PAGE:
5. One type of dilution Respondent uses in the hormone neutralization therapy is a dilution of progesterone, which Respondent states is a 10 to the 30th dilution. A one molar solution contains six times 10 to the 23rd molecules. A 30-fold dilution may not contain any progesterone molecules in any given tenth of a milliliter.
6. Respondent has no evidence that there are any other medical practitioners in Texas or in the United States who utilize or espouse the effectiveness of the progesterone neutralization therapy he uses.
7. The only study supporting Respondent’s hormone neutralization therapy is a study coauthored by Respondent. The research upon which Respondent bases his therapy has not been published in any professional journal, has not been peer reviewed, has not been replicated by any other researcher, and was not the subject of a double blind placebo controlled study to control the placebo effect and investigator influence.
8. The Respondent has not demonstrated that the expected beneficial outcome resulting from the application of the hormone neutralization therapy is supported by scientific evidence and does not solely rely on the placebo effect, nor can Respondent demonstrate the medical, scientific, or other theoretical principles connected with his treatment. His sole support is his study that itself is couched in terms of possibilities and is admittedly the first study of its kind.
9. Respondent has submitted his study that supports his hormone neutralization therapy to the Journal of Reproductive Immunology for publication and has presented this paper as an abstract at two professional meetings. Neither action meets the criteria for peer review.
10. There is no scientific evidence that Respondent’s hormone neutralization therapy has any medical validity.
11. Respondent’s use of sublingual drops based on a dilution of progesterone to the 30th power effectively results in a treatment that is non-therapeutic in nature.
12. Respondent advertises his hormone neutralization therapy discussed herein through the internet and in television infomercials.
13. In infomercials used by Respondent, Respondent filmed the use of the neutralization therapy on patients with various medical complaints ranging from viral colds, Temporo-Mandibular Joint Dysfunction (TMJ), and neck, back, elbow, and hip pain. In one infomercial, Respondent related the experience of a patient scheduled for a knee replacement. Respondent represented that the Orthopedic surgeon who was to perform the surgery had indicated to the patient that the cartilage in the knee was essentially gone from the knee joint, resulting in a “bone-on-bone” condition. Respondent indicated that because of the use of the hormone neutralization therapy, the patient’s pain had disappeared and there was no need for surgery.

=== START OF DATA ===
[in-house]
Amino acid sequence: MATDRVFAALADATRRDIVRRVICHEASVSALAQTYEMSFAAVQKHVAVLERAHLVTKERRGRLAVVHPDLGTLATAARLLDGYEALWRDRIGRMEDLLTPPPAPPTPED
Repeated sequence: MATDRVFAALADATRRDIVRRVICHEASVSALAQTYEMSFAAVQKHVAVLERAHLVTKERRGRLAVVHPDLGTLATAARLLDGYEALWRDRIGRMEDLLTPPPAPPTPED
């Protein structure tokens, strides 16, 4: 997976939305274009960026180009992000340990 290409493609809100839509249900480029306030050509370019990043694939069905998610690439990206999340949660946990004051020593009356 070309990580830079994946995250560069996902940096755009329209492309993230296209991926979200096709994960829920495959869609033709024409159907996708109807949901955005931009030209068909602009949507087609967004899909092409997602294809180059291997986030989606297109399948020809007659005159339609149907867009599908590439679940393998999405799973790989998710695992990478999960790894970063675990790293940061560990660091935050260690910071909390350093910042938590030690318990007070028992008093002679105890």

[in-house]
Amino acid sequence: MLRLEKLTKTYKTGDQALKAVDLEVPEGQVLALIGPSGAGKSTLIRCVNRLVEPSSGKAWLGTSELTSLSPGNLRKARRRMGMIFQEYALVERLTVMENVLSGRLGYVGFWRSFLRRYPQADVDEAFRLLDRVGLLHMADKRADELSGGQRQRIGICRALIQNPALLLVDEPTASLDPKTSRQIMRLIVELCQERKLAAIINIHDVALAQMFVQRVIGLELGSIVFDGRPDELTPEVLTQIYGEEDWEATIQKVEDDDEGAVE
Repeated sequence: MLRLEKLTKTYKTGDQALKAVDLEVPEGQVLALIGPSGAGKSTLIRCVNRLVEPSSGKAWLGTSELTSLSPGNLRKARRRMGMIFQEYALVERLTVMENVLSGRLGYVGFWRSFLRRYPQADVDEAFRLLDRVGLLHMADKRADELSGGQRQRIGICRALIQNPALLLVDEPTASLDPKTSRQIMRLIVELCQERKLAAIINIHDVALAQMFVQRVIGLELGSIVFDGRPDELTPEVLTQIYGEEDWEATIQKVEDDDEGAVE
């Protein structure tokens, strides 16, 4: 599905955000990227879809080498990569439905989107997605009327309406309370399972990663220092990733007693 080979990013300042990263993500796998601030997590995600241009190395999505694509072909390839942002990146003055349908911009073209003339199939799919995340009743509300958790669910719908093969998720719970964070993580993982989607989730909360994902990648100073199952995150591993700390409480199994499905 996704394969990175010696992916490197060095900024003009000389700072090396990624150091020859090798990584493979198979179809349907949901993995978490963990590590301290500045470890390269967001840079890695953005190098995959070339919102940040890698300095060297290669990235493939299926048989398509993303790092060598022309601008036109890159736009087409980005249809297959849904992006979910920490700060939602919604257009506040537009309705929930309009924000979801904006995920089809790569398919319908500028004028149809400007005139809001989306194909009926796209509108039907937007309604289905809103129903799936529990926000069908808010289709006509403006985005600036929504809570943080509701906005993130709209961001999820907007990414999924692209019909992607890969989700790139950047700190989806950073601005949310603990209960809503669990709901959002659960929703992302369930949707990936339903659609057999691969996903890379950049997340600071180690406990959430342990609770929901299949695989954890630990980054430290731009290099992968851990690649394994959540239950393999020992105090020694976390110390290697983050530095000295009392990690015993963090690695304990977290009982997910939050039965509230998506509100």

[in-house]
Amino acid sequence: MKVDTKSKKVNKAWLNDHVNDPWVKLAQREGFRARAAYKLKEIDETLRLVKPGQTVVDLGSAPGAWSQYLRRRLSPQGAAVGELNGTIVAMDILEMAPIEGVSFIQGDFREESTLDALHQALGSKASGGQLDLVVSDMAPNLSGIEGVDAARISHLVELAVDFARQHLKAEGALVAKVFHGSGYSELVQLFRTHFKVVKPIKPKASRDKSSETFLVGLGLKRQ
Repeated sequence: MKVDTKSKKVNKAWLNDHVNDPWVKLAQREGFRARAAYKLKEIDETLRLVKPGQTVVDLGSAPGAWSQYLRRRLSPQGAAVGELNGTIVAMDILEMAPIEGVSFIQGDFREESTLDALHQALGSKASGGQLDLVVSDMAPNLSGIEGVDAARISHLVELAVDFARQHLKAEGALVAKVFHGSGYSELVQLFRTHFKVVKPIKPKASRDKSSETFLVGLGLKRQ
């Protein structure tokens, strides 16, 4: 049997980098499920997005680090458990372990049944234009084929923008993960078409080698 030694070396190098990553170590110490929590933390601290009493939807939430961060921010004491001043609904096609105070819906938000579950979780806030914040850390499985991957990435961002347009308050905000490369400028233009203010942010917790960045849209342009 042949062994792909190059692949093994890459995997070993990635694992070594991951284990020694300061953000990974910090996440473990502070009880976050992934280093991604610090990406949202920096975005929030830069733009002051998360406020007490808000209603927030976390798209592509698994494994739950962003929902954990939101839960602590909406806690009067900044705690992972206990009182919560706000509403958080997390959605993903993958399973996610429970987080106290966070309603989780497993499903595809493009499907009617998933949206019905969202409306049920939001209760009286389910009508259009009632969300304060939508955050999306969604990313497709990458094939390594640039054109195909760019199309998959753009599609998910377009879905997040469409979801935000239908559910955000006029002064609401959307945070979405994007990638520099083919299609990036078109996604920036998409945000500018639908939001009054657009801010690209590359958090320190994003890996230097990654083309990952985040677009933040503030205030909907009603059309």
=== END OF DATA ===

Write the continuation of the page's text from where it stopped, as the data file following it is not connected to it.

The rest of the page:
14. The testimonials of those appearing in the infomercials and the statements of Respondent strongly imply, and in some instances directly state, a causal relationship between the receipt of the sublingual dilutions used in the hormone neutralization therapy used by Respondent and relief of a variety of symptoms.
15. Based on the lack of any medical or scientific validity to, or scientific acceptance of, the effectiveness of Respondent’s hormone neutralization therapy, Respondent’s advertising contains misrepresentations of material facts.
16. Based on the lack of any medical or scientific validity to, or scientific acceptance of, the effectiveness of Respondent’s hormone neutralization therapy, Respondent’s advertising contains implied false claims of material facts.
17. Based on the lack of any medical or scientific validity to, or scientific acceptance of, the effectiveness of Respondent’s hormone neutralization therapy, Respondent’s advertising omits material facts.
18. Based on the lack of any medical or scientific validity to, or scientific acceptance of, the effectiveness of Respondent’s hormone neutralization therapy, Respondent’s advertising makes a representation likely to create an unjustified expectation about the results of a health care service or procedure.
19. The Respondent’s resume presented in the website was confusing and did not accurately or completely describe the Respondent’s professional and educational credentials. Respondent’s advertising does not indicate where, or in what manner, Respondent gathered his alleged allergy immunology experience in 1974 or in the period 1980 through 1981. Although Respondent is not a member of the American Academy of Environmental Medicine, his advertising indicates that he is. Respondent’s advertising references his holding of a position in pediatrics; however, there is no agency listed and no specific definition of what such position actually is or was. Respondent makes vague references to his admission for Ph.D. candidacy and publications, yet there is no specific information upon which one could check or base an informed decision as to the exact credentials of Respondent.
20. Respondent’s advertising causes confusion or misunderstanding as to the credentials, education, or licensure of a health care professional.
21. Respondent’s advertising makes claims that Respondent has a unique skill without substantiation of such a claim.
22. Respondent’s advertising is designed to take advantage of the fears or emotions of a particularly susceptible type of patient, including patients who have experienced pain not easily treated with other types of medications.
V. APPLICABLE STATUTES, RULES, AND AGENCY POLICY
Respondent’s conduct, as described above, constitutes grounds for the Board to revoke or suspend Respondent’s Texas medical license or to impose any other authorized means of discipline upon the Respondent. The following statutes, rules, and agency policy are applicable to this matter:
A. Procedures for the Conduct of this Hearing:
1. Section 164.007(a) of the Act requires that the Board adopt procedures governing formal disposition of a contested case before the State Office of Administrative Hearings.
2. 22 TEX. ADMIN. CODE, Chapter 187 sets forth the procedures adopted by the Board under the requirement of Section 164.007(a) of the Act.